PP: This made me think about all the differing and conflicting ideas that go into making my work, how on the one hand I’ll be talking about Susini’s waxworks or other influences but in reality a lot of the time I’m just following instinct when I’m making, it diverts from the original idea and becomes it’s own thing and language. As well as following the materials I’m working with, ideas are always redirected by, and indistinguishable from, my mood and things I’m going through at the time, even just on the mundane level of thinking about what I’m going to eat for lunch or an annoying date I’ve been on. There might have been the external influence as the starting point but other internal personal factors. It’s this confusion of motivations that I hope isn’t lost in the final artwork.
INT: The sculptures really put across a fascination with the human body and how it is represented. Where did this come from?
PP: When I started out making sculpture, I was obsessed with clothes making and tailoring and taught myself these skills as well as working with a tailor for a while. I’m still really fascinated by clothes and architecture as both extensions and containers of the human body, and their attempt to contain the human body as much as their failure to hold in its messiness. I was thinking about the concepts of tailoring again for this show, the way that tailors work from a set pattern block, from which they alter the shapes and lines to fit a certain client or style. For the works in the Cob show I used these pattern-cutting techniques, making paper templates and cutting these pieces from thin slabs of clay like a tailor would from cloth. I start from this position of control, but then hope to offset that with the way I combine the clay vessels with other less static materials, or by over loading the glazing with ground up glass and pearls that blister and melt in the kiln.
INT: Was this fascination developed/furthered during your time in Italy where you recently held the Thun residency?
PP: I actually visited Bologna before my residency to research the anatomical waxes and then coincidentally ended up doing a residency later in the year back in Italy so thought it was the perfect place to develop these ideas I had saved from the earlier trip. I had the opportunity to see more anatomical waxes in Florence and the anatomical theatre in Padua but it was actually going to the House of Fortunato Depero in Rovereto that really inspired me. He was a Futurist artist who designed the original Campari bottle and made their first adverts as well as making incredible paintings, furniture and tapestries. I saw this (maybe tenuous!) connection between the modular disjointed figures in his work and the anatomical waxworks with dismountable bellies and organs. It was there that I got really excited about incorporating booted and clothed joints into the modular figures I was already making.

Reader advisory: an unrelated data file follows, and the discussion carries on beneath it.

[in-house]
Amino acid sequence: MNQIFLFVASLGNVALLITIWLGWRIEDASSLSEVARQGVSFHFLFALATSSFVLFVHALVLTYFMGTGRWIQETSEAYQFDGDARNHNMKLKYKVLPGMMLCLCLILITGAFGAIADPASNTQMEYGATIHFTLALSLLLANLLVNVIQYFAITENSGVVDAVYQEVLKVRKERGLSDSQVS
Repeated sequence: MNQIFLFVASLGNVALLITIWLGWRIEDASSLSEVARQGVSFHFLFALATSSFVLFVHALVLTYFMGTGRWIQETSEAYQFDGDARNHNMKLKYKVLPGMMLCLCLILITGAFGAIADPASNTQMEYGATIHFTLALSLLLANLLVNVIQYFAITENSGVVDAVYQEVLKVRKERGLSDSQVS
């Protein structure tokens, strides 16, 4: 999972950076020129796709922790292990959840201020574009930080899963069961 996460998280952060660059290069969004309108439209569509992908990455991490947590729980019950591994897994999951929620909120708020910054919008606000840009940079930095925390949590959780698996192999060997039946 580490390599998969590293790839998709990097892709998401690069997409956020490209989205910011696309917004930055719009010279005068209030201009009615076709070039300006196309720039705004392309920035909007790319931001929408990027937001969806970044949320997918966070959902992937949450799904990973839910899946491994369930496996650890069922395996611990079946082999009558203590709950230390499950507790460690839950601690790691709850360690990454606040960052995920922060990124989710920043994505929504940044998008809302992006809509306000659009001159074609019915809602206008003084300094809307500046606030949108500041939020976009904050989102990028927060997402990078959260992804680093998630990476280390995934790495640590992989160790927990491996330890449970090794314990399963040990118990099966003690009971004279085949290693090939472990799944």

I also went to Swarovski Kristalwelten over the border in Austria, which is the like a Tellytubby/Disneyland but for everything Swarovski related, which is absolutely insane. The Swarovski museum there is housed within a giant turf-covered face with a waterfall coming out of its mouth, which made me think of the body on a wider architectural scale too.
INT: Are you always looking for new ways to bring together ideas and view points and materials and crafts?
PP: Yes that’s what keeps me going! And why I’m always looking for new collaborators that help me see things in different ways or introduce me to new techniques. As well as my solo work I work with choreographer Aniela Piasecka and we are also part of the performance group Stasis. I have also been working with artist Saelia Aparicio on a series of collaborative sculptures. I feel so fortunate to have found such amazing collaborators and they are really the ones that keep me excited and inspired even when I’m feeling a bit drained!
- Yuri Suzuki on how the key design tool is always communication
- Anna Sullivan creates a look back at the fascinating tradition of stilt walking shepherds
- Don’t Hug Me I’m Scared to debut at Sundance Film Festival
- Director Angela Stephenson documents Manila's defiance for creative freedom in the narco-state
- Friday Mixtape: Anthony Naples takes us from the party to the after party
- Yung Hua Chen’s photography is effortlessly glamorous
- Alex Gamsu Jenkins’ comics remind us of how gross we really are
- Pop culture powerhouse Bryan Rivera's 2018 in graphic design
- Don't worry, be angry: how politics and creativity collided in 2018
- Vice magazine's creative team talks us through its new and unexpectedly different redesign
- DIA channels NYC and gives Squarespace its signature kinetic treatment in brand refresh
- London Art Fair gets an abstract and textural rebrand for 2019